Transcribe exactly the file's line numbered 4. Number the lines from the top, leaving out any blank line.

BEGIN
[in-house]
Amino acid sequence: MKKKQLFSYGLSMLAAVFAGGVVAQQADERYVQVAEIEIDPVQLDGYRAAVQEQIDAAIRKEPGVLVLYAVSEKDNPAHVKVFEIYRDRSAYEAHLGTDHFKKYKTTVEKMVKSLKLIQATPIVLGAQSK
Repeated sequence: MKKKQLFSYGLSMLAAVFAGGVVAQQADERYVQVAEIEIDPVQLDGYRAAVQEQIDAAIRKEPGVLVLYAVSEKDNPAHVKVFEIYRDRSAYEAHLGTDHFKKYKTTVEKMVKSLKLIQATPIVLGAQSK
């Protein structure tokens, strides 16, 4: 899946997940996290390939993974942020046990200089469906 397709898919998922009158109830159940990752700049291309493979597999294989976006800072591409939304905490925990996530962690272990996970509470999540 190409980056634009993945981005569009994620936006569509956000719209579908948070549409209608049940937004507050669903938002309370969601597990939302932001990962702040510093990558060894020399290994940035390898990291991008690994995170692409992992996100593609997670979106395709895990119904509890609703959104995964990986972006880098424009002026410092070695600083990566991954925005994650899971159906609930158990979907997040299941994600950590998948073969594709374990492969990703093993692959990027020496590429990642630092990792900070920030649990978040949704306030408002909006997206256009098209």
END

């Protein structure tokens, strides 16, 4: 899946997940996290390939993974942020046990200089469906 397709898919998922009158109830159940990752700049291309493979597999294989976006800072591409939304905490925990996530962690272990996970509470999540 190409980056634009993945981005569009994620936006569509956000719209579908948070549409209608049940937004507050669903938002309370969601597990939302932001990962702040510093990558060894020399290994940035390898990291991008690994995170692409992992996100593609997670979106395709895990119904509890609703959104995964990986972006880098424009002026410092070695600083990566991954925005994650899971159906609930158990979907997040299941994600950590998948073969594709374990492969990703093993692959990027020496590429990642630092990792900070920030649990978040949704306030408002909006997206256009098209």